Strategic Visioning by pptfiles




       Strategic Visioning Exercise for the National
        Productivity and Competitiveness Council
          Saturday 9 September 2006 at 09 00 hrs
             Clos St Louis, Domaine Les Pailles

Ladies and Gentlemen,

     I am indeed pleased to be among you today for the

strategic visioning exercise for the NPCC. At the very outset, I

wish to congratulate the NPCC for this laudable initiative. I wish

also to seize this opportunity to extend a warm welcome to

Professor Akira Goshi and Dr Yasuhiko Inoc whose expertise

will no doubt benefit us all.
2.   Since it became operational in May 2000, NPCC has

initiated a number of activities for the promotion of productivity

and competitiveness at National level. However, in the wake for

further pressures for faster integration into the global economy,

it is urgent for the NPCC to review the general orientation of the

NPCC in order to support the transition to a competitive nation.

3.   Ladies and gentlemen, as we all know, challenges from

globalisation are many and will affect all of us, whether we like it

or not. At the same time, they create waves of opportunities on

which, if well prepared, we can surf as a nation to new heights.

4.   In a nutshell, the new world challenges us to rethink our

way of doing things. Old-fashioned approaches were effective

in the past and it would be naïve, on our part, to rely on old and

obsolete paradigms nowadays. The future of Mauritius depends

on our willingness, ability and commitment to improve

productivity and competitiveness

5.   The approach adopted by NPCC in improving productivity

and competitiveness has been very pragmatic and has evolved

to respond to local needs.           NPCC has acted as initiator,

promoter and catalyst, even though its basic approach has been

grassroots or bottom up . NPCC activities have been based on

facts and not on perceptions.

6.   A whole gamut of tools for productivity enhancement do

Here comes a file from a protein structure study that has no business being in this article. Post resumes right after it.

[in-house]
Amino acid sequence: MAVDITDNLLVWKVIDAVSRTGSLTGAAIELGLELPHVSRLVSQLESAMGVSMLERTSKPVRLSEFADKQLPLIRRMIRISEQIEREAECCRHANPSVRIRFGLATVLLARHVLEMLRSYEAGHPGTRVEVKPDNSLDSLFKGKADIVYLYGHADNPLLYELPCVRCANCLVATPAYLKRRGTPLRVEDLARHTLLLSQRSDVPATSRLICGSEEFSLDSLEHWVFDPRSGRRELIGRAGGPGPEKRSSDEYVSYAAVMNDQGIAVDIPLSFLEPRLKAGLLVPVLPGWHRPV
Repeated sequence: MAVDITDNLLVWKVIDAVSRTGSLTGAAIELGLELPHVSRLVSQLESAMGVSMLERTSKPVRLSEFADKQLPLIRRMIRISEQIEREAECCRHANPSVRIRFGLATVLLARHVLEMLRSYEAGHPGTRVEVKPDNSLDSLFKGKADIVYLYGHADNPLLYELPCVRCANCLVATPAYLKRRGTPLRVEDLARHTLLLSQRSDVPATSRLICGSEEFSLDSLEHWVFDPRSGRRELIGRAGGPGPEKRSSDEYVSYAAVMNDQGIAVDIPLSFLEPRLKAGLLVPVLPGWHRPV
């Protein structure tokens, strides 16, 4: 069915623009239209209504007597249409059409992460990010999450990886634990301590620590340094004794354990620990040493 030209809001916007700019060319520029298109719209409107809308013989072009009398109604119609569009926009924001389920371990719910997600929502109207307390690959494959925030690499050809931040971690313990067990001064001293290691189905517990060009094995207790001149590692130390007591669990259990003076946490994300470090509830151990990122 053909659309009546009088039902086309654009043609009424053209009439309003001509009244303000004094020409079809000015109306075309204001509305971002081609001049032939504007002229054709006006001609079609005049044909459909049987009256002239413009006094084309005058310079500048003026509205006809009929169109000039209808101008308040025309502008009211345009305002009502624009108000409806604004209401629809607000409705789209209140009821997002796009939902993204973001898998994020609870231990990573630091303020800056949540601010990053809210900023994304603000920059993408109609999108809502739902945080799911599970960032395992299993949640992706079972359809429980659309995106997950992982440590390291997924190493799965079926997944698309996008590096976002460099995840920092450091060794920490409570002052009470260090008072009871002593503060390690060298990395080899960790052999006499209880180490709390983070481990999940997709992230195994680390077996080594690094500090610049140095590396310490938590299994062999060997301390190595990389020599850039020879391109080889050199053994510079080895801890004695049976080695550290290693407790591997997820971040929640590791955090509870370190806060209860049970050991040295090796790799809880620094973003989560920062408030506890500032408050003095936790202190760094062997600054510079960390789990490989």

exist. NPCC has however concentrated only on a few - relevant

and effective ones - for fulfilling its mission.   In trying to make

Mauritius muda free, NPCC has embarked on Gemba Kaizen for

continual improvement, Civic Action Teams, clustering for

survival of SME’s and        innovation.     Building Competitive

intelligence through the knowledge Centre,         promoting smart

use of ICT through the ICT applications, benchmarking and good

housekeeping through the 5 S certification are other tools which

have been used by the NPCC.

7.   Ladies and Gentlemen,

     This productivity culture, started by NPCC has now to be

sustained.    Sustainability, you will all agree, can be through

empowerment, education employability and entrepreneurship.

8.     One of the Government objectives is to have a Mauritius

where everyone participates and chances are created for every

citizen. Economic empowerment lies at the heart of government

project to galvanise the economy by broadening the circle of

opportunities to each Mauritian citizen.       This is why an

Empowerment Programme has been created. This programme

is expected to unlock opportunities for the unemployed, for

those recycled from their jobs, for women, for our young people

entering the labour force and for SME’s.

9.     The economy of Mauritius, at present rests on pillars such

as Agriculture, Industry, Tourism, the Service Sector and of late,

ICT. With the major challenges facing the agricultural and textile

sectors, for example Mauritius will need to adopt to new

situations quickly and find solutions for the problems.       Our

country needs people who can generate and communicate new

ideas while showering the ability to adapt to constant changes.

10.    Ladies and gentlemen,

       As you are aware, the Government has a declared policy to

carry out fundamental reforms in education with a view to

providing world class quality education to enable young

mauritians to be employable in new sectors of the economy, to

have    more fulfilling jobs and also to be competitive at the